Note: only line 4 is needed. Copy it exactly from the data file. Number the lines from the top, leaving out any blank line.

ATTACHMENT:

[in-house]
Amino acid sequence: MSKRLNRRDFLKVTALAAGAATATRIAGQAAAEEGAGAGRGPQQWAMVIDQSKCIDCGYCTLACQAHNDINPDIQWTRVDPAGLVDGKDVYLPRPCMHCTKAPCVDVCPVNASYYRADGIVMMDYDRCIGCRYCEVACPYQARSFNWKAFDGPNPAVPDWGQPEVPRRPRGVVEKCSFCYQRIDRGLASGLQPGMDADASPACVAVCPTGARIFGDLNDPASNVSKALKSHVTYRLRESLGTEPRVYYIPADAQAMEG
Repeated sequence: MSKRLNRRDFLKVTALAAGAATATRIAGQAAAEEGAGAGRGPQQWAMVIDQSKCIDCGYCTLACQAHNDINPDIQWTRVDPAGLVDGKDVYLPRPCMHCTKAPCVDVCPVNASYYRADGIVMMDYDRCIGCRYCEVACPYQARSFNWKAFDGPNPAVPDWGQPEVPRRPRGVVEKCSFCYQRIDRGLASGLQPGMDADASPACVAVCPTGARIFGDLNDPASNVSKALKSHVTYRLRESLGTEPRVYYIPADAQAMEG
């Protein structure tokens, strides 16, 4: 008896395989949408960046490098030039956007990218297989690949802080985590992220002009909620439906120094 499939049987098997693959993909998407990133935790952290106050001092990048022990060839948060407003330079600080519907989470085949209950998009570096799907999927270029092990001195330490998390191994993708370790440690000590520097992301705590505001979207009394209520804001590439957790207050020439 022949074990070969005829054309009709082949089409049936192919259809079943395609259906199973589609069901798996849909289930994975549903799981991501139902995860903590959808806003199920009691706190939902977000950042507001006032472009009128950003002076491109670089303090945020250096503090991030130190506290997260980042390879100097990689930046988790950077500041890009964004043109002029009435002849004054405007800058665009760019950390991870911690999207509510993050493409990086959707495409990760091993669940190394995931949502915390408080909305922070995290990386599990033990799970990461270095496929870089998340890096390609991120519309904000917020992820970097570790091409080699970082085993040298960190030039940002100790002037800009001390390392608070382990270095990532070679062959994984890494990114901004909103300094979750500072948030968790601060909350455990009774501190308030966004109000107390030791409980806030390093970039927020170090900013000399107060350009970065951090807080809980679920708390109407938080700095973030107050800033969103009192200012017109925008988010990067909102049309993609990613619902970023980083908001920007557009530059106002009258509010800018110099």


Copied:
């Protein structure tokens, strides 16, 4: 008896395989949408960046490098030039956007990218297989690949802080985590992220002009909620439906120094 499939049987098997693959993909998407990133935790952290106050001092990048022990060839948060407003330079600080519907989470085949209950998009570096799907999927270029092990001195330490998390191994993708370790440690000590520097992301705590505001979207009394209520804001590439957790207050020439 022949074990070969005829054309009709082949089409049936192919259809079943395609259906199973589609069901798996849909289930994975549903799981991501139902995860903590959808806003199920009691706190939902977000950042507001006032472009009128950003002076491109670089303090945020250096503090991030130190506290997260980042390879100097990689930046988790950077500041890009964004043109002029009435002849004054405007800058665009760019950390991870911690999207509510993050493409990086959707495409990760091993669940190394995931949502915390408080909305922070995290990386599990033990799970990461270095496929870089998340890096390609991120519309904000917020992820970097570790091409080699970082085993040298960190030039940002100790002037800009001390390392608070382990270095990532070679062959994984890494990114901004909103300094979750500072948030968790601060909350455990009774501190308030966004109000107390030791409980806030390093970039927020170090900013000399107060350009970065951090807080809980679920708390109407938080700095973030107050800033969103009192200012017109925008988010990067909102049309993609990613619902970023980083908001920007557009530059106002009258509010800018110099």